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Children's self-reported psychotic symptoms and adult schizophreniform disorder: a 15-year longitudinal study.

Publication ,  Journal Article
Poulton, R; Caspi, A; Moffitt, TE; Cannon, M; Murray, R; Harrington, H
Published in: Archives of general psychiatry
November 2000

Childhood risk factors for the development of adult schizophrenia have proved to have only modest and nonspecific effects, and most seem unrelated to the adult phenotype. We report the first direct examination of the longitudinal relationship between psychotic symptoms in childhood and adulthood.We analyzed prospective data from a birth cohort (N = 761), in which children were asked about delusional beliefs and hallucinatory experiences at age 11 years, and then followed up to age 26 years. Structured diagnostic interviews were employed at both ages and self-report of schizophreniform symptoms was augmented by other data sources at age 26 years.Self-reported psychotic symptoms at age 11 years predicted a very high risk of a schizophreniform diagnosis at age 26 years (odds ratio, 16.4; 95% confidence interval, 3.9-67.8). In terms of attributable risk, 42% of the age-26 schizophreniform cases in the cohort had reported 1 or more psychotic symptoms at age 11 years. Age-11 psychotic symptoms did not predict mania or depression at age 26 years, suggesting specificity of prediction to schizophreniform disorder. The link between child and adult psychotic symptoms was not simply the result of general childhood psychopathology.These findings provide the first evidence for continuity of psychotic symptoms from childhood to adulthood.

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Published In

Archives of general psychiatry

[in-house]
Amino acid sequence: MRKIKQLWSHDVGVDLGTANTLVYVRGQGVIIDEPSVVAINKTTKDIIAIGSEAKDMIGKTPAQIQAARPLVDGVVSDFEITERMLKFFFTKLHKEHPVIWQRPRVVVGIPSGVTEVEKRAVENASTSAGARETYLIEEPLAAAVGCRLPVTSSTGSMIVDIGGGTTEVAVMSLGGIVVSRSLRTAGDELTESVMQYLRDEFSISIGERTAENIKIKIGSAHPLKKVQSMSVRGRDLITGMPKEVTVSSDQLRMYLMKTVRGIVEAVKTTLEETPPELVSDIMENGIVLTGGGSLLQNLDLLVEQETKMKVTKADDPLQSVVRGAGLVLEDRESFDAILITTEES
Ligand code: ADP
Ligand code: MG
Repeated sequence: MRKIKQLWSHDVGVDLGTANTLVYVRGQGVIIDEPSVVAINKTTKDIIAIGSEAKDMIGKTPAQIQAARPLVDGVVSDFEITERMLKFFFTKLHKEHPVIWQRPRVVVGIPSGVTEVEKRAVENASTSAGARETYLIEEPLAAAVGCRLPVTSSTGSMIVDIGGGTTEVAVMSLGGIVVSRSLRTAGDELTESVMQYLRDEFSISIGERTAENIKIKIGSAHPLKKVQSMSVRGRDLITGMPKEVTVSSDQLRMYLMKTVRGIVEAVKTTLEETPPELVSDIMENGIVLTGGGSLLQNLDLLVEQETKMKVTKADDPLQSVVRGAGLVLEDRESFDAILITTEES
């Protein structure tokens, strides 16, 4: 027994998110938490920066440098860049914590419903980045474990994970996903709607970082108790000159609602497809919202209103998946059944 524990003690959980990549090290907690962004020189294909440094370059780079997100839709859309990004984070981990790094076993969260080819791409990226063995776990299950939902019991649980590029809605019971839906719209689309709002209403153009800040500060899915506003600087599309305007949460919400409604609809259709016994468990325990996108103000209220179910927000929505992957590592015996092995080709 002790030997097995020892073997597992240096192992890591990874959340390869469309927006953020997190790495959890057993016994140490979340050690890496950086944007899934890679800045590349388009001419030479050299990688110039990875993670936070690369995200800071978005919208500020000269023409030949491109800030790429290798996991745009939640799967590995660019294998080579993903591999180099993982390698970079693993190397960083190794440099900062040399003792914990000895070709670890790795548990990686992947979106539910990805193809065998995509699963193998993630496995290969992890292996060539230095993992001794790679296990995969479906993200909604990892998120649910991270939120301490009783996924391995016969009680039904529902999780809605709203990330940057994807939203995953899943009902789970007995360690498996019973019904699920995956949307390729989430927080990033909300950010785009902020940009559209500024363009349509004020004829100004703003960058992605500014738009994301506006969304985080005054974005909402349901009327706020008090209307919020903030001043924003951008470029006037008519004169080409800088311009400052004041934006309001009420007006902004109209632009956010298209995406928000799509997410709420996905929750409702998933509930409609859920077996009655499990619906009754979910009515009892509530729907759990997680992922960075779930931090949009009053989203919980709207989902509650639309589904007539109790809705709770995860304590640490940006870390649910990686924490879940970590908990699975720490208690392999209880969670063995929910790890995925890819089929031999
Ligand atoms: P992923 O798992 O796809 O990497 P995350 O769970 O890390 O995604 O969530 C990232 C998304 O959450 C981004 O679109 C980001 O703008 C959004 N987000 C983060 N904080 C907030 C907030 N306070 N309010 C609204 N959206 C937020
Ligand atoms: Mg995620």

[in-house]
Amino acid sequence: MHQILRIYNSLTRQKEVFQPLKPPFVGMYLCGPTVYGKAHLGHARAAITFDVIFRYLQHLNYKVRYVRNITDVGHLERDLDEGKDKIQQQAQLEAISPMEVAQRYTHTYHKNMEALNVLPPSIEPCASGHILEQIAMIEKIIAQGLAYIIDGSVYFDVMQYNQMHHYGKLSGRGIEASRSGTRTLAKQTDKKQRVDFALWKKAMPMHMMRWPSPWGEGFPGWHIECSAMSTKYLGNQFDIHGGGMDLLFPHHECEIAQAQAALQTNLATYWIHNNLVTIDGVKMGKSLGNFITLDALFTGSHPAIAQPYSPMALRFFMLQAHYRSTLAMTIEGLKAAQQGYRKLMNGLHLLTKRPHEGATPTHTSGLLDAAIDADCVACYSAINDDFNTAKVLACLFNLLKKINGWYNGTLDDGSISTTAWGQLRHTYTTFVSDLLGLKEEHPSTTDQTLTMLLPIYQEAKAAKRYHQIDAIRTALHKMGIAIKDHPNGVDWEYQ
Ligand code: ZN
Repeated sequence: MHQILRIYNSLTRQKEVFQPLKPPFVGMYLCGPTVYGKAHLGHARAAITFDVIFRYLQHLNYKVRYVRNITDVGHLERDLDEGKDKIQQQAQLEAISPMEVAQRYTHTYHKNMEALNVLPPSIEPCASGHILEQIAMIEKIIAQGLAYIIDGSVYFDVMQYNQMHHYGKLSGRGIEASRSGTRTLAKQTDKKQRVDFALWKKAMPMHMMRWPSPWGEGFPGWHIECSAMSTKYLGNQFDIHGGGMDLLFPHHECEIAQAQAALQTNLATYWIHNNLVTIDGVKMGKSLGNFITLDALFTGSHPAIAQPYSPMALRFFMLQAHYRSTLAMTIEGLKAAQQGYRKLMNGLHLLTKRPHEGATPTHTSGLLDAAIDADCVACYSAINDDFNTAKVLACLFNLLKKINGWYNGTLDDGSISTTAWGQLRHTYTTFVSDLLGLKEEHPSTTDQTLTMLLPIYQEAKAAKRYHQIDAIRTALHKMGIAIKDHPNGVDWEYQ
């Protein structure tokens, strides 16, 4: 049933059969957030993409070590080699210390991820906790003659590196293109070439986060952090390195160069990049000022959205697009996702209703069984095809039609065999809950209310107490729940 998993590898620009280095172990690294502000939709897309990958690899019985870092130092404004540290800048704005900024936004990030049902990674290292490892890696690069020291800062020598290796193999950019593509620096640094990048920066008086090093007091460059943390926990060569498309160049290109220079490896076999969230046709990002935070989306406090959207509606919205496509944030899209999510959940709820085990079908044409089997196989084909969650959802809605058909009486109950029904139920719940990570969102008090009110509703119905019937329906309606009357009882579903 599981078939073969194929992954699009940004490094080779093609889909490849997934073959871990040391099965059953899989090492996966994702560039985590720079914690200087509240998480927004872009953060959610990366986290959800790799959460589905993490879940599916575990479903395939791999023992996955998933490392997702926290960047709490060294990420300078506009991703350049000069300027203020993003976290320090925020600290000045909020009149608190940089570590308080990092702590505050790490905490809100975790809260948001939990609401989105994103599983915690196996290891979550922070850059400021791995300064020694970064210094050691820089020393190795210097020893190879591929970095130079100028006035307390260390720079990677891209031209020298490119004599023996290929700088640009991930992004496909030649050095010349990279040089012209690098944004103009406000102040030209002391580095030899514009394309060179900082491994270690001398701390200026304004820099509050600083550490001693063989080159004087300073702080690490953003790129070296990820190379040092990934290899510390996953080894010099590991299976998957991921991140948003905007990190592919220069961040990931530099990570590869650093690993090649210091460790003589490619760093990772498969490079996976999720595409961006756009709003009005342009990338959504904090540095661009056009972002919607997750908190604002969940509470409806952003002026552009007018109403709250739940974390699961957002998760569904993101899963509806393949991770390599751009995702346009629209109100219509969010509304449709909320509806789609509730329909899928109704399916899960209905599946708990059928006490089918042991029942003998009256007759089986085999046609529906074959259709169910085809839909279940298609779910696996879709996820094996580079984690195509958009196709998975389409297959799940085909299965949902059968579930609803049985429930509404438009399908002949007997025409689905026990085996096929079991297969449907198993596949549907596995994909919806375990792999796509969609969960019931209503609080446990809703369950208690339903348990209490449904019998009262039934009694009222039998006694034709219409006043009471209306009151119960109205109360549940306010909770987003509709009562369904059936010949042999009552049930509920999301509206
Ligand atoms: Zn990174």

DOI

EISSN

1538-3636

ISSN

0003-990X

Publication Date

November 2000

Volume

57

Issue

11

Start / End Page

1053 / 1058

Related Subject Headings

  • Risk Factors
  • Psychotic Disorders
  • Psychiatry
  • Prospective Studies
  • Humans
  • Follow-Up Studies
  • Disease Progression
  • Cohort Studies
  • Child
  • Age Factors
 

Citation

APA
Chicago
ICMJE
MLA
NLM
Poulton, R., Caspi, A., Moffitt, T. E., Cannon, M., Murray, R., & Harrington, H. (2000). Children's self-reported psychotic symptoms and adult schizophreniform disorder: a 15-year longitudinal study. Archives of General Psychiatry, 57(11), 1053–1058. https://doi.org/10.1001/archpsyc.57.11.1053
Poulton, R., A. Caspi, T. E. Moffitt, M. Cannon, R. Murray, and H. Harrington. “Children's self-reported psychotic symptoms and adult schizophreniform disorder: a 15-year longitudinal study.Archives of General Psychiatry 57, no. 11 (November 2000): 1053–58. https://doi.org/10.1001/archpsyc.57.11.1053.
Poulton R, Caspi A, Moffitt TE, Cannon M, Murray R, Harrington H. Children's self-reported psychotic symptoms and adult schizophreniform disorder: a 15-year longitudinal study. Archives of general psychiatry. 2000 Nov;57(11):1053–8.
Poulton, R., et al. “Children's self-reported psychotic symptoms and adult schizophreniform disorder: a 15-year longitudinal study.Archives of General Psychiatry, vol. 57, no. 11, Nov. 2000, pp. 1053–58. Epmc, doi:10.1001/archpsyc.57.11.1053.
Poulton R, Caspi A, Moffitt TE, Cannon M, Murray R, Harrington H. Children's self-reported psychotic symptoms and adult schizophreniform disorder: a 15-year longitudinal study. Archives of general psychiatry. 2000 Nov;57(11):1053–1058.

Published In

Archives of general psychiatry

DOI

EISSN

1538-3636

ISSN

0003-990X

Publication Date

November 2000

Volume

57

Issue

11

Start / End Page

1053 / 1058

Related Subject Headings

  • Risk Factors
  • Psychotic Disorders
  • Psychiatry
  • Prospective Studies
  • Humans
  • Follow-Up Studies
  • Disease Progression
  • Cohort Studies
  • Child
  • Age Factors